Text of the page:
Defining value is a difficult task within the nonprofit sector because of the double bottom line with which organizations must contend. Nonprofits must concern themselves with both financial performance and mission-related social value. As a result of the varied missions throughout the sector, the desired outcomes of nonprofits do not readily lend themselves to a standard definition of value.
Nonprofits have the same incentive structure as the private sector to operate efficiently in order to lower costs, perhaps even more so given the much more limited resources. Despite such economic incentives that would lend themselves to delivering on cost-saving IT value, the nonprofit sector lags in technology adoption and management relative to corporations and government.
With no access to capital markets and foundation funding directed at programs, little financial or human resources are available to build the technological capacity of organizations. The lack of technological capacity has consequences in terms of organizational efficiency and effectiveness. From a productivity perspective, delays in adoption create significant operating costs as human resources (both staff and volunteer) are wasted performing mundane tasks such as licking envelopes rather than adopting the latest email or web communication technologies to communicate with constituencies. From an effectiveness perspective, resources are often unavailable for technology that would improve the ability to deliver on mission such as outcomes tracking software or web technologies that allow social workers and their clients to conduct case management online.
Defining Social Value
Nonprofits must derive a specific and focused notion of the social benefits created from programs and activities. “Social Value is created when resources, inputs, processes or policies are combined to generate improvements in the lives of individuals or society as a whole. It is in this arena that most nonprofits justify their existence, and unfortunately it is at this level that one has the most difficulty measuring the true value created.” Beyond the variation between programs and organizations, social indicators are problematic because of the lack of precision and inability to develop causal measures (was the program responsible for the change?), or with data that can be compared across different sectors (is improved nutrition program more or less valuable than increased test scores?). In order to avoid such conundrums, social policy analysis attempts to quantify the changes economically.
While using economic translation to interpret social value may be appropriate and necessary in determining the value of an investment in a nonprofit, the capacity to both conceptualize and develop measurement systems are limited. IT can be a helpful driver in delivering systems that track success, but the ambiguity of donor intent decreases incentives to measurement and thereby investments into such IT. For example, many donors give because of the personal connection with the organization or its clients, rather than quantifiable measures of the best social return on the investment. IT investments are thereby largely non-strategic and haphazard, directed at basic operational needs such as email and internet access.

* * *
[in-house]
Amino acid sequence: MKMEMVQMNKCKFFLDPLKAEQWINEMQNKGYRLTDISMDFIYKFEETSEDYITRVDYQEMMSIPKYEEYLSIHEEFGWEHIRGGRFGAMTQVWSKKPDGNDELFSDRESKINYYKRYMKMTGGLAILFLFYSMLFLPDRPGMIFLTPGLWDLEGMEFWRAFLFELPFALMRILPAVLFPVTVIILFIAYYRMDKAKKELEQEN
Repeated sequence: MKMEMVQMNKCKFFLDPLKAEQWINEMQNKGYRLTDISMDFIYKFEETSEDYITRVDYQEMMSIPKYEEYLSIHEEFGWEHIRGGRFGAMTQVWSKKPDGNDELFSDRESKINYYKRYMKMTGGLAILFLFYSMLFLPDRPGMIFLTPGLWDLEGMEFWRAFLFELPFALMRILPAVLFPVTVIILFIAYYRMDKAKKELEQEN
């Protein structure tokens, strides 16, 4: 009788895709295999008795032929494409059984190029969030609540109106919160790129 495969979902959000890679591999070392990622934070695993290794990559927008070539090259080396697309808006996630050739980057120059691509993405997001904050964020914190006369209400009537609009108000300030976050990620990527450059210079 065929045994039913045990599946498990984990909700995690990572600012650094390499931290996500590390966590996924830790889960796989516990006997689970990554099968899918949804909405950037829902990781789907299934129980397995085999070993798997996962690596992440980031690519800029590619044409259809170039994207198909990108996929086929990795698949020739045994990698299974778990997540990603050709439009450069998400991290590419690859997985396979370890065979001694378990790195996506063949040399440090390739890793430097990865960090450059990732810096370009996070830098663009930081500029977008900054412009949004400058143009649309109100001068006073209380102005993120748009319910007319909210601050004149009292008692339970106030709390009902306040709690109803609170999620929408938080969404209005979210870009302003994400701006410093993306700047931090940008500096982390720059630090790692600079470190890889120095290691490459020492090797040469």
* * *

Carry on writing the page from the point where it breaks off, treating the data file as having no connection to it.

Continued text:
There are a group of nonprofits however, that utilize IT as a fundamental activity supplying direct benefits to the society at large. The IT value is more readily quantified as an economic benefit derived through the creation of additional value towards building a “new economy.” Manuel Castells identifies three elements of the new economies: “productivity derived from the application of knowledge and the practice of innovation, competitiveness operat[ing] in a global environment, and a new organizational form which is networking.”  Many nonprofit organizations are actively engaged in fostering all three elements yielding greater networking amongst sectors, improved competitiveness and increased economic growth to the target population and the society as a whole.
IT-derived value of nonprofits should be considered within each of the roles that develop new economies: the direct development of technological innovation, the dissemination of technology through digital divide programs, and education leading to improved human capital. Because of their connection with information technology usage and clear economic development goals these organizations can more readily use typical private sector measurements for return on IT investments.
These IT leading organizations provide some modeling in determining how best to capture and measure social value from IT as a model for less IT proficient nonprofit organizations. A large majority however, require more organization-specific measures that are tailored to the mission of the nonprofit. In these cases, nonprofits should use the research on corporations to benchmark the value that they are receive from IT. While most nonprofits will never have the IT investment levels of the private sector, the research is pertinent when adapted to the less capital intensive climate of the nonprofit sector.
 Castells, Manuel. “The Information City, The New Economy, and The Network Society.” In Webster, Frank, ed. The Information Society Reader. New York: Routledge, 2004. pp. 151-153.